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Worthy of our love

From the Christian Science Sentinel - November 1, 2013

Originally published in the December 19, 1963 issue of The Christian Science Monitor

Wordsworth, the English poet, touched upon a great truth when he wrote,

…You must love him, ere to you
He will seem worthy of your love.

For whether we find a fellow being lovable and interesting depends far more upon ourselves than upon the other person.

The teaching urged by Christ Jesus, “Thou shalt love thy neighbour as thyself,”Matt. 19:19 is fundamental to Christianity because it demands of one that he recognize man’s inherent relationship to God as His son, and this recognition must be extended to others as well as to ourselves.

It is our concept of another that makes him seem good or bad, loving or unloving, lovable or unlovable. The Bible reveals the true nature of man, made in God’s image and likeness. To accept any other view of man not only is grossly wrong but is injurious to one’s own health and happiness. To understand man as he really is opens the way to true harmony.

Christian Science, in explaining the Bible teachings, shows one how to correct a false concept of man and to find the true concept of man, which one can love. It offers a panacea for discordant situations ranging from personal enmities to racial tensions. In “Science and Health with Key to the Scriptures,” Mary Baker Eddy, who discovered and founded this Science, writes: “It should be thoroughly understood that all men have one Mind, one God and Father, one Life, Truth, and Love. Mankind will become perfect in proportion as this fact becomes apparent, war will cease and the true brotherhood of man will be established.”Science and Health, p. 467

If we feel that it is impossible to get along with a person, the first step we need to take is to examine our concept of him. We usually find the difficulty to be that we cannot get along with the erroneous view which we have accepted and built up as his selfhood. If this view does not correspond with the divine ideal of true manhood, then it does not correspond with Truth and must therefore be untrue.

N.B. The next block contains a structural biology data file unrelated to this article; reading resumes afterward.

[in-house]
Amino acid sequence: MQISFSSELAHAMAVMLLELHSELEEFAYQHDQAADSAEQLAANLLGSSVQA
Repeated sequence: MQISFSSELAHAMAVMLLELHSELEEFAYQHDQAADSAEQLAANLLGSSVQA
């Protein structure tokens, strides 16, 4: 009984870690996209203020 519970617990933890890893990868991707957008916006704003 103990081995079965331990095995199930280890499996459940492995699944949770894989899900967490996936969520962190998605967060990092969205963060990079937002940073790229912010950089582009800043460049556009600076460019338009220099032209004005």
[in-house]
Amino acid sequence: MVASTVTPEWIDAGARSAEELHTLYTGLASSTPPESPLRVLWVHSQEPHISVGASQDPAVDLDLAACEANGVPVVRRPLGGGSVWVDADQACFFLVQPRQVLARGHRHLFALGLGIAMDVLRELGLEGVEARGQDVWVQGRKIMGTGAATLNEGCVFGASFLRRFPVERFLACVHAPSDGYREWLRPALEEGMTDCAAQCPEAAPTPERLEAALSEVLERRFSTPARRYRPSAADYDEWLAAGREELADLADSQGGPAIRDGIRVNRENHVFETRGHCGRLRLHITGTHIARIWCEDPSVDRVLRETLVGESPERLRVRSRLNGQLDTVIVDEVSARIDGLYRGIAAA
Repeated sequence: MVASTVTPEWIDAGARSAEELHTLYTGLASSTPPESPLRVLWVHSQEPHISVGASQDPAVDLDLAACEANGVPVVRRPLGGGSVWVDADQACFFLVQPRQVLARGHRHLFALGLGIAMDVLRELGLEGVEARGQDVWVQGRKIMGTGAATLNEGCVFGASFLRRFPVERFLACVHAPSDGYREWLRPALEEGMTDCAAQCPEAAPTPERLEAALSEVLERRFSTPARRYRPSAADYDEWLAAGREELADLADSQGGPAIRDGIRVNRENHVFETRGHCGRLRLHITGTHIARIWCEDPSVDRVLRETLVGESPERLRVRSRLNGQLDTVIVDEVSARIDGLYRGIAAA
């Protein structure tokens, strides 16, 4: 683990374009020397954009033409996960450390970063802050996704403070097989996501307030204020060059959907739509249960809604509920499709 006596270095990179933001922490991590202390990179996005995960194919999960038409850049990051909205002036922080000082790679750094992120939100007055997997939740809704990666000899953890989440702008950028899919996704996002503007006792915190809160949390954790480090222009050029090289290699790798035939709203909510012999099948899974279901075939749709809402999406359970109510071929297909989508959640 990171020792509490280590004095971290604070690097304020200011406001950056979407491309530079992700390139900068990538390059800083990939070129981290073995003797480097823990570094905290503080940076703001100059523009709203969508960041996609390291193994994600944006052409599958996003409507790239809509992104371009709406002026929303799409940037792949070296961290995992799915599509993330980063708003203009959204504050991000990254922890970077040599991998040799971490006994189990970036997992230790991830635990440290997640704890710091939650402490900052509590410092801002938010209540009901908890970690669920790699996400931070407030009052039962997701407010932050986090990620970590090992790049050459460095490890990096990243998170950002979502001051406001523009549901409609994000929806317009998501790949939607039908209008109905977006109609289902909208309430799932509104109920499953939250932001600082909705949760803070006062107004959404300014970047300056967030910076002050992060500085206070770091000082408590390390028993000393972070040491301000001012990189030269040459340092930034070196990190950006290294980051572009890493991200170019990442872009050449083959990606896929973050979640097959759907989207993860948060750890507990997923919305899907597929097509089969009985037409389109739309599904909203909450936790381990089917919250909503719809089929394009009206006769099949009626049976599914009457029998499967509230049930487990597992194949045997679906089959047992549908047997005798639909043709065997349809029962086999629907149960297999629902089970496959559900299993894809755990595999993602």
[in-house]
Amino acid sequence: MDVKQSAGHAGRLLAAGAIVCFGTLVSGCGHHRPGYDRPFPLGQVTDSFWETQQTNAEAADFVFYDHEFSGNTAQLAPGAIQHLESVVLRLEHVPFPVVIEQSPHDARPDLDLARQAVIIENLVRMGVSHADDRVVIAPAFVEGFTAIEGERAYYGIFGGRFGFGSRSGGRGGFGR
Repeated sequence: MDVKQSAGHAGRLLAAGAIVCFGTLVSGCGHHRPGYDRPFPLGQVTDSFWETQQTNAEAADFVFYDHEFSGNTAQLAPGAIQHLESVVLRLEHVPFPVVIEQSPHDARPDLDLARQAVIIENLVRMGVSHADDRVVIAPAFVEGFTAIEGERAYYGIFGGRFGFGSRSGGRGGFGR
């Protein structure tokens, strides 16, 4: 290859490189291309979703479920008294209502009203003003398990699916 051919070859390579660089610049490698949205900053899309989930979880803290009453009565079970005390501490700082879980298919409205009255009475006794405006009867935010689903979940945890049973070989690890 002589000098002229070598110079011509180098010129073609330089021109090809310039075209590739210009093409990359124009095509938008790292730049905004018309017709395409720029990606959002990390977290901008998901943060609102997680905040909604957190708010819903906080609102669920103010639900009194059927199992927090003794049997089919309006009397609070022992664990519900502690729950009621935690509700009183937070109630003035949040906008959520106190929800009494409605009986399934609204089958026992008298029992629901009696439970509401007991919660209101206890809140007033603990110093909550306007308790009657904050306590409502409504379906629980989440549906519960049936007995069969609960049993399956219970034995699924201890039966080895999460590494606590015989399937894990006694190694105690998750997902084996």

If a person appears to us as unhappy, uninspired, debased, or degraded, we find it difficult to love this false concept. But when we correct our view of him and behold him as the beloved child of God, we begin to see him as he really is. We find him worthy of our helpfulness and love, and our false view is corrected.

To entertain a false sense of any individual is to retard our own progress and demonstration. This is true because each one must love God and gain a complete understanding of Him in order to embody and demonstrate in his own life the qualities of God, which manifest joy, freedom, and dominion. We can love God only by expressing Godlike attributes in our daily activity.

To think of any individual as outside of God’s protective love and care and not worthy of our own affection leads us to this question asked by the Apostle John: “He that loveth not his brother whom he hath seen, how can he love God whom he hath not seen?”I John 4:20

In a pamphlet entitled “No and Yes,” Mrs. Eddy counsels, “Leave the distinctions of individual character and the discriminations and guidance thereof to the Father, whose wisdom is unerring and whose love is universal.”No and Yes,p. 7, 8

From the standpoint of Christianity it would be difficult for one to justify his considering an individual, a group or a race of people as unworthy of self-respect or as not meriting opportunity to attain a true spiritual status. Individuals may have much to attain, but to prevent the attainment of a higher status or to deny one’s right to attain it is a sin against the law of justice.

True democracy develops concurrently with true Christianity, and it is futile to push against the currents of spiritual progress. If we truly love our fellowmen, we shall change our concept of them, so that they will truly seem worthy of our love.

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